Some say that ever 'gainst that season comes

Wherein our Saviour's birth is celebrated,

The bird of dawning singeth all night long:

And then, they say, no spirit dares stir abroad;

The nights are wholesome; then no planets strike,

No fairy takes, nor witch hath power to charm,

So hallow'd and so gracious is the time.

This episode can be watched on the first and second season DVD release, disc 4. It's a small moment but an emotional turning point for the character Buddy, played by a teenaged Kristy McNichol.

This is just one of the reasons I have found a passion for Christmas on TV. The low brow medium of television can frequently surprise even the most jaded of us when it lifts itself up to nod at our cultural heights.

Saturday, February 5, 2011

Raymond Burr

In the post-holiday season, I've been catching up on my reading. If you follow my blog closely you know I have been reading my new Morrissey encyclopedia (click here to see that post). I've also recently completed this 2009 biography of actor Raymond Burr entitled "Hiding in Plain Sight" by Michael Seth Starr.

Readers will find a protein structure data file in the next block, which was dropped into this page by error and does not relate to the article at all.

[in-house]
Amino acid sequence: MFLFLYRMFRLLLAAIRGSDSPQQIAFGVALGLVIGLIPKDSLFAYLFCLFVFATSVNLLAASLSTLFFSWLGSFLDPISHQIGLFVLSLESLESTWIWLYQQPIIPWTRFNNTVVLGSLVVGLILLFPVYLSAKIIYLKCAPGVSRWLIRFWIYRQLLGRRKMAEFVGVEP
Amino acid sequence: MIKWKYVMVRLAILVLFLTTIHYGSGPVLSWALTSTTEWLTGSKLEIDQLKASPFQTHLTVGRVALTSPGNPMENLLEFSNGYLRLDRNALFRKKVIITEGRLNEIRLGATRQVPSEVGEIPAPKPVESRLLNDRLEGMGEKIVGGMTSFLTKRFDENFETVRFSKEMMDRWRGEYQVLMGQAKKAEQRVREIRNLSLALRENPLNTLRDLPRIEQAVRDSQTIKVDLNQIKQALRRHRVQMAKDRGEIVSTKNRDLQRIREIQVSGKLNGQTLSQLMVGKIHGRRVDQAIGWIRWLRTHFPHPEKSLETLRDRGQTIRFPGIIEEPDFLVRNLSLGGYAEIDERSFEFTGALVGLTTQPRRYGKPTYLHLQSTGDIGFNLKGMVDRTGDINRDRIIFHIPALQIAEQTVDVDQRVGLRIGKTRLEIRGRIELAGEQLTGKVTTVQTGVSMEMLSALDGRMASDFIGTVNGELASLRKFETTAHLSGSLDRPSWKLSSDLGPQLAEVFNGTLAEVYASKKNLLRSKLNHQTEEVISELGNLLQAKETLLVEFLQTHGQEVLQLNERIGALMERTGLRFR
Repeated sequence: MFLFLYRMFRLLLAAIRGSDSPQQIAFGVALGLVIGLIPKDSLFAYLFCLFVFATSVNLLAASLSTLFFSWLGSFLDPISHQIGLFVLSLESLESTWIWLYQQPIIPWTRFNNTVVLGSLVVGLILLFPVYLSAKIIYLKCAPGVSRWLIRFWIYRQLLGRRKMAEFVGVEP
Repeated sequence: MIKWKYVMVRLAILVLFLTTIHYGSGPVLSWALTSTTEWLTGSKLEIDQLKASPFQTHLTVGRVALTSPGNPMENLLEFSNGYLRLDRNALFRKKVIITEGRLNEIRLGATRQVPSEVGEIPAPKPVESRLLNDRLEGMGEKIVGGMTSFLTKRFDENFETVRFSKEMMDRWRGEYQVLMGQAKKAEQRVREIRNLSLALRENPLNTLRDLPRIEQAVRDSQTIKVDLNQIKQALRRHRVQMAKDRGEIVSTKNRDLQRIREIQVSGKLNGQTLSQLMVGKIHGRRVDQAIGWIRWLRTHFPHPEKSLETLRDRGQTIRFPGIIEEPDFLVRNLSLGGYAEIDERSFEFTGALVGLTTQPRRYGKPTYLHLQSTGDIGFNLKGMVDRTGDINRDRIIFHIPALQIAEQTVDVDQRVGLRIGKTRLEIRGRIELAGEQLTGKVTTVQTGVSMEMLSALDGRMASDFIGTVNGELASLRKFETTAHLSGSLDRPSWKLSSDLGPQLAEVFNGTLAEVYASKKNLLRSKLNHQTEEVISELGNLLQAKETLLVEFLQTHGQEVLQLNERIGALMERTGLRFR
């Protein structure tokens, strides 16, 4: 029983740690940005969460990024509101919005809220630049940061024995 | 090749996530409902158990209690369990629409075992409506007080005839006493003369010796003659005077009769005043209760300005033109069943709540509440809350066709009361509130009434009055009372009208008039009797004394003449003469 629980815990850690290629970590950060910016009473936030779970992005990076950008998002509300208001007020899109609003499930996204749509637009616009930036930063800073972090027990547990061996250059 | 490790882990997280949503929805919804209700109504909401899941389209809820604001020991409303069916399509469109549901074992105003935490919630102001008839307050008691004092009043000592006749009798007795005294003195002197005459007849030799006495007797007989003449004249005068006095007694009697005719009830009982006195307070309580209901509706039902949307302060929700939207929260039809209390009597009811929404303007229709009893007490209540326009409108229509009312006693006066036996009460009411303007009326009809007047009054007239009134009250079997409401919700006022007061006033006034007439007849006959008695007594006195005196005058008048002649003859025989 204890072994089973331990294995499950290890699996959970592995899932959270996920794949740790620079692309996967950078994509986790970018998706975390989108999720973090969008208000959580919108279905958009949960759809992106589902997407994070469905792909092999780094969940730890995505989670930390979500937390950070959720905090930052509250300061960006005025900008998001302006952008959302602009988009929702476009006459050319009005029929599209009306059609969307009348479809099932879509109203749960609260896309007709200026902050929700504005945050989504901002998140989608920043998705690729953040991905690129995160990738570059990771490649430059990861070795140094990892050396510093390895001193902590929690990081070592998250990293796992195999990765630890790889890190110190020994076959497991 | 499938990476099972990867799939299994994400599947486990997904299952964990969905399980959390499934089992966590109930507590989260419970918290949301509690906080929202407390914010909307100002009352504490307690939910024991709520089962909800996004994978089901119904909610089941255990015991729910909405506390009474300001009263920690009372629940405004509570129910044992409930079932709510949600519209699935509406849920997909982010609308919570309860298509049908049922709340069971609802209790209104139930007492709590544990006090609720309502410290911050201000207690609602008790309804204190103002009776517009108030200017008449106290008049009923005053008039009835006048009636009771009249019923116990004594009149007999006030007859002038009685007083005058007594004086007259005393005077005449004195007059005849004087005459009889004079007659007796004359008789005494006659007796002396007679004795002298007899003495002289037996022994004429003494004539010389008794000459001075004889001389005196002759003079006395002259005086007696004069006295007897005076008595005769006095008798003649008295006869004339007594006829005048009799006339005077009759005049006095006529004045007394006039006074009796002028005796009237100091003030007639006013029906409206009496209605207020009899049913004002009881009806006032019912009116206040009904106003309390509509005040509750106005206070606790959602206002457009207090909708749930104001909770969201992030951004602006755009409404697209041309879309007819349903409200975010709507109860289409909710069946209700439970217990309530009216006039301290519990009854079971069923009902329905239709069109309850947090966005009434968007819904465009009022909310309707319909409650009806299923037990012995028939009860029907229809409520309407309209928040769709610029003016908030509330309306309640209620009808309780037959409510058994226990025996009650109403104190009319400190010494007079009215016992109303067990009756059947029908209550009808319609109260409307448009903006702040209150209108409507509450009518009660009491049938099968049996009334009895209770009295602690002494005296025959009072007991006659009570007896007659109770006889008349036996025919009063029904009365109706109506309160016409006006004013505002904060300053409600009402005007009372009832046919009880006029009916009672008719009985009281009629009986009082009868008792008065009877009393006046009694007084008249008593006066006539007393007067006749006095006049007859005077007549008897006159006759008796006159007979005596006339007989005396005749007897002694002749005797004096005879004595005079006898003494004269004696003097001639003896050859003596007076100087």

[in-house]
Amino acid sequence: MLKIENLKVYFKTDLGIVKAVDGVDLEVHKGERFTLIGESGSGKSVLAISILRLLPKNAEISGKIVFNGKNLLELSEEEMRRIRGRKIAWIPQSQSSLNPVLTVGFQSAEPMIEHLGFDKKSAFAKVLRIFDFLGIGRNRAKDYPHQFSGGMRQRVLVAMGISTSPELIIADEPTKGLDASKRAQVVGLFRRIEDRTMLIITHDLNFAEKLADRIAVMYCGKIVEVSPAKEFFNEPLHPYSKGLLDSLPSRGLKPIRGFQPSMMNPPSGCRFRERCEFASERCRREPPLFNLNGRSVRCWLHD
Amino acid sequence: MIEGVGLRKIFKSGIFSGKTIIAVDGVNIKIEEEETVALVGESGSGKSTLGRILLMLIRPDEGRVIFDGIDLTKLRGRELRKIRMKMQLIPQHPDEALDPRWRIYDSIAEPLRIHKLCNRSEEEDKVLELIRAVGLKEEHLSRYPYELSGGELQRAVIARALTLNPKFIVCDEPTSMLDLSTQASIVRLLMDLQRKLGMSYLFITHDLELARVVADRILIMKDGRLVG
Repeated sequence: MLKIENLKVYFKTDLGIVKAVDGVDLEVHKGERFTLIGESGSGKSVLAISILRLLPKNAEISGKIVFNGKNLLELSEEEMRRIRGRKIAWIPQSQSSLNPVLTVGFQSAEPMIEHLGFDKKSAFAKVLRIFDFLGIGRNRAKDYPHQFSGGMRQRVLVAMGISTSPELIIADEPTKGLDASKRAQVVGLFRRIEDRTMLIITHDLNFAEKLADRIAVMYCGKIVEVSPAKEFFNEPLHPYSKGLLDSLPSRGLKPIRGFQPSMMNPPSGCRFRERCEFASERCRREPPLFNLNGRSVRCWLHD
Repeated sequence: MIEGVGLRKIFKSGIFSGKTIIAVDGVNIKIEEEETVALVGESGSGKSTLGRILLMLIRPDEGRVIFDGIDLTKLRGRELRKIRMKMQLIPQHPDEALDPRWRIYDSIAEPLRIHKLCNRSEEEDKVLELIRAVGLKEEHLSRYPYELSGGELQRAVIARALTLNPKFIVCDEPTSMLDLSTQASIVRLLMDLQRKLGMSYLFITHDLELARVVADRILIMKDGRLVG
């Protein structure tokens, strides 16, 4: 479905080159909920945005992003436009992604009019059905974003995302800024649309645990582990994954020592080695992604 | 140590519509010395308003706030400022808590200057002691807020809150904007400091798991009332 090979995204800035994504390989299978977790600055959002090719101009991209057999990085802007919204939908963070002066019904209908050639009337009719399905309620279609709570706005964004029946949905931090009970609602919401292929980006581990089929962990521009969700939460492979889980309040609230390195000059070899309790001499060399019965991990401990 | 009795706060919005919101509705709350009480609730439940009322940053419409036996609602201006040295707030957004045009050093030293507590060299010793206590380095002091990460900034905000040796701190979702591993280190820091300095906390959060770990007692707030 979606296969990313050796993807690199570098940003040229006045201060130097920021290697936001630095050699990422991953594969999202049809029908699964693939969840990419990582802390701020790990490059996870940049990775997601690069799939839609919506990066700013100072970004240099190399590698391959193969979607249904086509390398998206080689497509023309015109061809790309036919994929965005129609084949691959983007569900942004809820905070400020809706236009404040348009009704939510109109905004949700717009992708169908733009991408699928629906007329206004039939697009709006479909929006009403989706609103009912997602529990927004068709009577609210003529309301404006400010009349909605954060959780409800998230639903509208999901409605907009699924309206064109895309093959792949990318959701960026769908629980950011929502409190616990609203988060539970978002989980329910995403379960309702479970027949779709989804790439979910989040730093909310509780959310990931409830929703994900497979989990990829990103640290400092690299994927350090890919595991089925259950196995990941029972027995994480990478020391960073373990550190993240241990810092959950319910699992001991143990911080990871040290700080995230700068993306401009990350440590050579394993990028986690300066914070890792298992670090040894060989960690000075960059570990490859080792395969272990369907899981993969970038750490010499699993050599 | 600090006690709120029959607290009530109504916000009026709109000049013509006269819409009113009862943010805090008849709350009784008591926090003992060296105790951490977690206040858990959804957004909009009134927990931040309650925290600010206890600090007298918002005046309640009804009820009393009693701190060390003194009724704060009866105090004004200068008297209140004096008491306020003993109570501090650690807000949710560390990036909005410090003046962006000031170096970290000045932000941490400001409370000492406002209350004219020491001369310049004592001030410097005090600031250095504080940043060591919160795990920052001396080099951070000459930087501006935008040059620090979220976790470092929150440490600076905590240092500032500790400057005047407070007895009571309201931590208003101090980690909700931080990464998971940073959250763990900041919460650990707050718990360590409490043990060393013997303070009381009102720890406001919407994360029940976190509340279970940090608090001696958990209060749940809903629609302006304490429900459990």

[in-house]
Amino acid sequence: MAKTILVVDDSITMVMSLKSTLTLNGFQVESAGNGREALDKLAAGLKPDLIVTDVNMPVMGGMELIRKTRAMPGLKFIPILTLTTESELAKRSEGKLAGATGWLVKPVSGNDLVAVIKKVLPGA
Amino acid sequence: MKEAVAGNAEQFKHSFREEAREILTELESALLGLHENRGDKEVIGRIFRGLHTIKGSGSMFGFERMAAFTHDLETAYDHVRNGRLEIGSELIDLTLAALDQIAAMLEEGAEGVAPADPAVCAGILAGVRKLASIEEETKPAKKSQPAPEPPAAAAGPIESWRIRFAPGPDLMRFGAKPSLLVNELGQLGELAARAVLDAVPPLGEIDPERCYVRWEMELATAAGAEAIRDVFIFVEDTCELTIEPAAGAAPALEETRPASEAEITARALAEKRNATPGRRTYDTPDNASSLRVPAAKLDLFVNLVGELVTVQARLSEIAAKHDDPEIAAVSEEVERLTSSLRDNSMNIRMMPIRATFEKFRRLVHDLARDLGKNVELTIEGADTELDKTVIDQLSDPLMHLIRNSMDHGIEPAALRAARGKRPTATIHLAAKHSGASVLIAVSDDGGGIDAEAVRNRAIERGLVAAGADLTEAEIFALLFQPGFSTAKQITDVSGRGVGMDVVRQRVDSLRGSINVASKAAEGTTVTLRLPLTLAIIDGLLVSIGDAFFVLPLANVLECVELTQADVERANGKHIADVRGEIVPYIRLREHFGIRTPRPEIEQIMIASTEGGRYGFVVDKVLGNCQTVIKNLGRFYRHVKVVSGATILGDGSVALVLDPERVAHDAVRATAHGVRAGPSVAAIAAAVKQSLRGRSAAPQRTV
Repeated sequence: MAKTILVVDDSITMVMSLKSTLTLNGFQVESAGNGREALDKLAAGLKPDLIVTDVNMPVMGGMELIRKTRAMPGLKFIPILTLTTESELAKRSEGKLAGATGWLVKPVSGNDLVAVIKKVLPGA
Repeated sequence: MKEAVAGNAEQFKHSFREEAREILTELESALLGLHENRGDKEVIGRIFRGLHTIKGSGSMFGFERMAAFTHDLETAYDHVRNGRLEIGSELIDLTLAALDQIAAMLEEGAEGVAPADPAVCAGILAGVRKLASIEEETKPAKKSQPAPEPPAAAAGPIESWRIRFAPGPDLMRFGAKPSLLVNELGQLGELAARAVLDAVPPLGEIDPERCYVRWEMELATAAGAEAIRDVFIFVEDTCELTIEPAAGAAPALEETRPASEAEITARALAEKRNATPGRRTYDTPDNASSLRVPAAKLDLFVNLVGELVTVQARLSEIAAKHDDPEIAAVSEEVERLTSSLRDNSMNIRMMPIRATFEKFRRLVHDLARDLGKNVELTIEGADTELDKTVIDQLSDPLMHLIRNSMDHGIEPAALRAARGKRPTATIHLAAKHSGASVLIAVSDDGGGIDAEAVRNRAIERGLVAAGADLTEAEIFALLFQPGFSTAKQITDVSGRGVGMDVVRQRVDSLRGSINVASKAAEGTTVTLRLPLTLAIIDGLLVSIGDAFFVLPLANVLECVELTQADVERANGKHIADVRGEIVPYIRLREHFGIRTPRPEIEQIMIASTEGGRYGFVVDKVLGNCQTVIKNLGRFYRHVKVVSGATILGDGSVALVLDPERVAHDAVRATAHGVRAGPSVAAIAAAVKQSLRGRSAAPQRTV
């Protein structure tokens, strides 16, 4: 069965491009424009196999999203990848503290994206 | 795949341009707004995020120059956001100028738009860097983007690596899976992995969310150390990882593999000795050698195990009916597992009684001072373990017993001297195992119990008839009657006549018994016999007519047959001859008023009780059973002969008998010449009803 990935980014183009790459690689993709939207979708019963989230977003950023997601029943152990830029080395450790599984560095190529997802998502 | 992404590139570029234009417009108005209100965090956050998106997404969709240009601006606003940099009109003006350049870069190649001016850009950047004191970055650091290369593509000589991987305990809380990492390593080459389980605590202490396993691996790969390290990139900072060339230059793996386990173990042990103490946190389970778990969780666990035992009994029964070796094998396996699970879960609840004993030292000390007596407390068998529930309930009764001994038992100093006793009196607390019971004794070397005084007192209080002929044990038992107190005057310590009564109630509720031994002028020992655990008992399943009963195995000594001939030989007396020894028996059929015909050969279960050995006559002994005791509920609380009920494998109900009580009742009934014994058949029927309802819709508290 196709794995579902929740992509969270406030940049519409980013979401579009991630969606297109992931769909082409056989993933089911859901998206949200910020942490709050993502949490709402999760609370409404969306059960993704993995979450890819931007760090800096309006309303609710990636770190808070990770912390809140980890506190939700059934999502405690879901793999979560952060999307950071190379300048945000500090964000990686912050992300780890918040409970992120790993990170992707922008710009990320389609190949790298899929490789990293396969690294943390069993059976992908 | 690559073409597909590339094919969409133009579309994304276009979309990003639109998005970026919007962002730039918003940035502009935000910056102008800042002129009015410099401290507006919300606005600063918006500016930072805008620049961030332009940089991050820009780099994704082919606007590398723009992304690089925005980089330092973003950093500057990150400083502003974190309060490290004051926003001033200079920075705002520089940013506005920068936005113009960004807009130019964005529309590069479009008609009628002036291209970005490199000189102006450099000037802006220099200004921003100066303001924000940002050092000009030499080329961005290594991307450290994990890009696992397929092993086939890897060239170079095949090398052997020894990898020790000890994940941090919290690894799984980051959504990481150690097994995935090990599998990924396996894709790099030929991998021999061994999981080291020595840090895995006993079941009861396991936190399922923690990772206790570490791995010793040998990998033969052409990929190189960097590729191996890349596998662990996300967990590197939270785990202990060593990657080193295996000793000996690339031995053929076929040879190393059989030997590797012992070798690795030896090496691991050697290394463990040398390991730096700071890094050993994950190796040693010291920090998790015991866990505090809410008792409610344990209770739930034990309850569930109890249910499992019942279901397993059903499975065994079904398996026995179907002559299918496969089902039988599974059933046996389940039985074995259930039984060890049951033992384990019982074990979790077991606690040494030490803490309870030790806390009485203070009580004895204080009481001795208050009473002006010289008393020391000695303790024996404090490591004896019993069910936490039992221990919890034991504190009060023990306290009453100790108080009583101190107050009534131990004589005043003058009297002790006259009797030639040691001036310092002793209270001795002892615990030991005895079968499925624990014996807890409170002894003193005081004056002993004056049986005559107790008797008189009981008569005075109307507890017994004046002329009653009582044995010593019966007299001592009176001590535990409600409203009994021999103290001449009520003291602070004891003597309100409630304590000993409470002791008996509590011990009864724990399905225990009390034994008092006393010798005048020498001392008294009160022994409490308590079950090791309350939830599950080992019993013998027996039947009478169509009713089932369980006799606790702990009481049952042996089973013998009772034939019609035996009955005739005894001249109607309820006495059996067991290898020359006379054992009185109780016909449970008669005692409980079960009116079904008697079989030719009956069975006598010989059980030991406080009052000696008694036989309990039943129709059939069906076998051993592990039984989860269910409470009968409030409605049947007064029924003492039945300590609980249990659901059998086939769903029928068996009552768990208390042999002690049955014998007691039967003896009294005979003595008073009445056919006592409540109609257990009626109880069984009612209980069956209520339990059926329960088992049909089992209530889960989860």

Friends who know me know I've been obsessed with watching the late 1960s-early 70s TV series Ironside for the past year or more. I've discovered that the police drama shares many similarities with the current hit TV series House, M.D. Another reason I love it is this fabulous theme song:

Anyway, my passion for Ironside and Raymond Burr is obnoxious enough to have made it into a newspaper interview I did last fall when I was promoting my book tour. (click here to see that interview).

DVD box cover

Unfortunately, neither of Raymond Burr's long-running TV series Perry Mason nor Ironside has a Christmas-themed episode. However, Burr does star in an episode of the dramatic anthology series, Family Theater. The 1952 episode entitled "A Star Shall Rise" is a dramatization of the story of the Three Magi following the bright star in the sky, looking for the prophesied newborn King. Told from their perspective, the three travelers find themselves in Jerusalem asking for any news and contacting King Herod for what he may know about the baby. They follow the star to Bethlehem, meet the humble mother and offer their gifts to the baby. Raymond Burr plays Balthazar. In addition to Burr, the guest stars include Anthony Caruso, Richard Hale and Jay Novello.